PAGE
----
Commissioner Objects to Ferc Approval of Freeport LNG Expansion
The US Federal Energy Regulatory Commission (Ferc) may have authorised the construction of Train 4 at the Freeport LNG terminal in Texas in a May 16 decision, but one commissioner has vigorously dissented from that approval.
Train 4 matches the three trains already under construction at the 20.4mn mt/yr Freeport LNG terminal: 5.1mn mt/yr (the equivalent of 740mn ft3/day) of liquefaction capacity. Train 1 is expected to begin commercial production in 3Q 2019, with the next two trains expected to enter service by the middle of 2020.
About 13.5mn mt/yr of liquefaction capacity has been contracted under 20-year tolling agreements with a variety of off-take customers, while 0.5mn mt/yr has been contracted under a three-year sales and purchase agreement with trader Trafigura.
The Train 4 approval is the fourth authorisation for new LNG export capacity issued by Ferc this year, following the April approvals of the Driftwood and Port Arthur projects in Louisiana and Texas, respectively, and the February approval of Venture Global’s Calcasieu Pass project in Louisiana.
“I’m proud of the efforts by the commission and its staff to process today’s and our previous LNG orders,” Ferc chair Neil Chatterjee said. “Exporting LNG from the US can help increase the availability of inexpensive, clean-burning fuel to our global allies who are looking for an efficient, affordable and environmentally friendly source of generation.”
Ferc commissioner Richard Glick, however, vigorously dissented from the decision to approve Train 4, saying it represented an abrogation of the commission’s responsibility to consider the climate change consequences of building and operating a natural gas liquefaction facility.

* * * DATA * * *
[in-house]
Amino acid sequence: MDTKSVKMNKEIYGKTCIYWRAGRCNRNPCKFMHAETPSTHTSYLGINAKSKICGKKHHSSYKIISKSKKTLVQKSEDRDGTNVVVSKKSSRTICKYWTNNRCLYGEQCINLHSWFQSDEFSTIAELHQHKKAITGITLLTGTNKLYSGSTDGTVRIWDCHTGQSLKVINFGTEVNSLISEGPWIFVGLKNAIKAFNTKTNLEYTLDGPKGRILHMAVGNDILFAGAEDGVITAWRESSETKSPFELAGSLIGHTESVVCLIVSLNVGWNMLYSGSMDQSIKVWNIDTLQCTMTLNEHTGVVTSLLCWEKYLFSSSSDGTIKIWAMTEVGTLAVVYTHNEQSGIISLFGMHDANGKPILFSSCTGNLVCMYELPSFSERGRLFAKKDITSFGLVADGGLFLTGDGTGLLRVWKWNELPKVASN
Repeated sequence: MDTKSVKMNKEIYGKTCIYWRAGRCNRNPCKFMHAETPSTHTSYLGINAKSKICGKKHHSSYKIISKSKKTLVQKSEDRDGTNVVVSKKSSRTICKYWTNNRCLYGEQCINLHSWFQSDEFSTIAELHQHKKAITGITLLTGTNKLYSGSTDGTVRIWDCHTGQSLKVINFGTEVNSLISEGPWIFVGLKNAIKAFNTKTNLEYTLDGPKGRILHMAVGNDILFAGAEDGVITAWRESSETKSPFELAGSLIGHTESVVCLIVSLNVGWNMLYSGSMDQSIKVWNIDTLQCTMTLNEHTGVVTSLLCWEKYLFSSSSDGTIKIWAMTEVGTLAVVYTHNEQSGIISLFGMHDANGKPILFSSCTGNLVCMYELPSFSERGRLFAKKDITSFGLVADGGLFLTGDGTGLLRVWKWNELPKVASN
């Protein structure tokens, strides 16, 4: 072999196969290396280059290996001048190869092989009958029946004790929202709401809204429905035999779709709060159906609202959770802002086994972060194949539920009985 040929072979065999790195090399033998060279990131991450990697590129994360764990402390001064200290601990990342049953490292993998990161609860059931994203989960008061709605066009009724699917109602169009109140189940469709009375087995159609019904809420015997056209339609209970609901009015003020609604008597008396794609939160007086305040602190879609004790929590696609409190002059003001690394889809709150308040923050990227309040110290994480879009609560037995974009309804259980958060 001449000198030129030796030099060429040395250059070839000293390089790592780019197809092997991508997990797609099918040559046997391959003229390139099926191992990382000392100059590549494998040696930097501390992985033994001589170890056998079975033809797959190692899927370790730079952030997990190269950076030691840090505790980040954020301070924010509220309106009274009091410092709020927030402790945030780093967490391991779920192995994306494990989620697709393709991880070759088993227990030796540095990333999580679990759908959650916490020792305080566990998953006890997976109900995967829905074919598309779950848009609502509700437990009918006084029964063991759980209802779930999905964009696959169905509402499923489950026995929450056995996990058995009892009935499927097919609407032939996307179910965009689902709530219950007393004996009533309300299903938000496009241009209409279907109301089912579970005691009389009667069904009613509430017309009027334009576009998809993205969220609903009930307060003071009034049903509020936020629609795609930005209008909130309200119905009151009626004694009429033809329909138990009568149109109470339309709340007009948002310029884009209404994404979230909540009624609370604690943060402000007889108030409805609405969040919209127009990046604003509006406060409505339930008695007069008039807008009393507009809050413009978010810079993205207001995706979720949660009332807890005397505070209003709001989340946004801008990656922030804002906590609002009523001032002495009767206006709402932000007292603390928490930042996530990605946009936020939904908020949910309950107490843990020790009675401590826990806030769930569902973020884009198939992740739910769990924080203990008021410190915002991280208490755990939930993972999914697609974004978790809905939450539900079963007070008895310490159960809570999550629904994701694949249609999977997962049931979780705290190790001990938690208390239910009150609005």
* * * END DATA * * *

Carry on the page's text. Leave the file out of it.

Approval, he said, violates both the Natural Gas Act (NGA) and the National Environmental Policy Act (NEPA), neither of which allow Ferc to “assume away” the climate change implications of allowing LNG export terminals to be built and operated.
Under the NGA, the commission is obligated to examine a proposed facility’s impact on the environment and public safety, including its impact on climate change, Glick said, while under NEPA, it must consider the harm caused by a project’s greenhouse gas emissions. However, the commission insists that it can’t assess climate change impacts because it lacks generally accepted criteria for assessing those impacts.
“Notwithstanding this alleged inability to assess significance of that environmental impact, the commission concludes that the project will not significantly impact the quality of the human environment,” Glick writes in his dissent. “That is the equivalent of concluding that an action known to be dangerous is actually safe because we don’t consider exactly how dangerous it is.”